In South Africa, the quest for ex-deputy president Jacob Zuma to become leader of the ruling African National Congress party (ANC) received a significant boost Monday after the influential Women’s League endorsed his candidacy. Zuma, who took a commanding lead over the weekend in a race with President Thabo Mbeki, said he is ready to govern South Africa. The ANC chooses a possible new leader next month, and political observers believe the Women’s League endorsement of Zuma worsens the woes of Mbeki’s third term bid to be the leader of the ANC.
The ANC’s provincial branches made their nominations over the weekend ahead of the ANC's conference in December to choose a possible new leader. Usually, the ANC president also becomes the national president in elections scheduled for 2009 because of the party's grip on South African politics. But while the country’s constitution bars Mbeki from running for a third term, the ANC constitution does not.
Karima Brown is the political editor of the independent Business Day newspaper. From Johannesburg, she tells reporter Peter Clottey that Zuma’s endorsement puts Mbeki in a fight for his political life.
“Firstly, I think it’s a major upset because the Women’s League was expected to back President Thabo Mbeki’s effort for a third term as party president. It signals the beginning of the end for the Mbeki third term effort. The ANC women’s league now joins the ANC Youth league together with five other provinces in supporting Jacob Zuma as their preferred candidate to lead the party after Mbeki in 2007 at the December elective conference in Polokwane,” Brown noted.
She said the endorsement of Zuma by the influential ANC women’s league is significant.
“If you look at the results that came out last weekend, it is very clear that President Thabo Mbeki doesn’t have an overwhelming province that backs him for a third term. And so the Women’s League was the last big block because the Women’s League together with the Youth League both count as the weight of an ANC province. President Mbeki’s third term bid required the Women’s League to back it wholeheartedly to be able to wage a fight back in terms of the lead that Jacob Zuma has brought up,” She said.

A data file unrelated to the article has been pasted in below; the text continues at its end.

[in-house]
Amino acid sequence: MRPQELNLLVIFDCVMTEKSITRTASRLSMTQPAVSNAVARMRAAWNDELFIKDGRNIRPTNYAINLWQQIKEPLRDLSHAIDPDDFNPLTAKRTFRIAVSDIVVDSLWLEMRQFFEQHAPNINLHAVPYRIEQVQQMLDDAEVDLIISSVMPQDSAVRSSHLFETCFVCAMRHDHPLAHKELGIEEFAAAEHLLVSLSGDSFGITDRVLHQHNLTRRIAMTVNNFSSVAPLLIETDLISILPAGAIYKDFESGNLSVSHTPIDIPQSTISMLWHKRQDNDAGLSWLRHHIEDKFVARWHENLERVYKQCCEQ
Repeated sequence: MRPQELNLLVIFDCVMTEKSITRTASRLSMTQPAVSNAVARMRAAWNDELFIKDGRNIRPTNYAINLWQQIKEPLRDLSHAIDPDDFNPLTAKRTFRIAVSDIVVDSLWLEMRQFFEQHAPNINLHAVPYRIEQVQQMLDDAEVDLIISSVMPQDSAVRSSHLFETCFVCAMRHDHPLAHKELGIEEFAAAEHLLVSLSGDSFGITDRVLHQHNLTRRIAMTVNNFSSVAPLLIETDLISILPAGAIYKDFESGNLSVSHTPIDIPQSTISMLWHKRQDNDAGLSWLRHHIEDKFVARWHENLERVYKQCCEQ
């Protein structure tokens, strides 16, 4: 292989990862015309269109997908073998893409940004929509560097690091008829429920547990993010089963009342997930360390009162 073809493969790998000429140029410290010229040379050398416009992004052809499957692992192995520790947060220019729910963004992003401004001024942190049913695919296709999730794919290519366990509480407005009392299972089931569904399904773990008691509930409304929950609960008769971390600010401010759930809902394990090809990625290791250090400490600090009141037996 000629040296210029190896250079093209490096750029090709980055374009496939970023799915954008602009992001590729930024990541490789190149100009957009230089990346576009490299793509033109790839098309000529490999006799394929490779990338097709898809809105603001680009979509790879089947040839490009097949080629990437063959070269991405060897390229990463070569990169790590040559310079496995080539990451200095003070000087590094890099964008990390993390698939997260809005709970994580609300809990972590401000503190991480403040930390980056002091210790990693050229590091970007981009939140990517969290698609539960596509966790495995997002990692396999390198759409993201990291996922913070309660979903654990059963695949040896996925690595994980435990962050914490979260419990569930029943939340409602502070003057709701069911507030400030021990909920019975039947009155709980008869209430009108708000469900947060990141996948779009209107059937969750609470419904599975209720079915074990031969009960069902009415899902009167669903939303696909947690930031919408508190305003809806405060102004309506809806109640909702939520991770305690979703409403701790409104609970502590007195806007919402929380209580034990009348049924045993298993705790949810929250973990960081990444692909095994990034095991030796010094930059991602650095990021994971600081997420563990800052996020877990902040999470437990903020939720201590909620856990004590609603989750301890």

Brown said the endorsement shows that President Mbeki’s championing of women’s issues has not translated into his political capital gain.
“If you recall, President Thabo Mbeki is on record as saying he would prefer to be succeeded by a woman. And given the fact that the Women’s League leaders have been major beneficiaries if Mbeki’s championing of the gender issue in the ANC, it comes as a big set back for them to throw their weight behind his nemesis. It also means that Mbeki’s championing of the gender issue has not yielded the political dividend, at a time when the president needed it most because he is in a political fight of his life,” Brown pointed out.
She said Zuma’s popularity has been a conglomerate of his ability to connect with ordinary ANC partisans, among others.
“I think there are many reasons, but I think in some senses the present mood in the party tells us more about President Thabo Mbeki’s failures than it does about Jacob Zuma’s strength. The key difference between the two men is their style; Zuma has the ability to seek consensus, he has the ability to engage a broad range of people even if he disagrees. If you look at the respect with which he is regarded by the ANC’s allies, the South African Communist party, the South African Congress of Trade Unions (COSATU), and even civil society at large,” she said.
Brown said former Mbeki allies are now backing Zuma’s bid to be the next leader of the ANC.
“You have a lot of people that have fallen foul of President Mbeki, and have fallen out with the president. From the former leader of the National Intelligence Agency to former premiers, and these people have managed to rally behind Jacob Zuma and provide him with the mass appeal that is required. And I think that what you see now is the cumulative effect of a president who effectively distanced himself from his party and it’s come back to bite him,” Brown noted.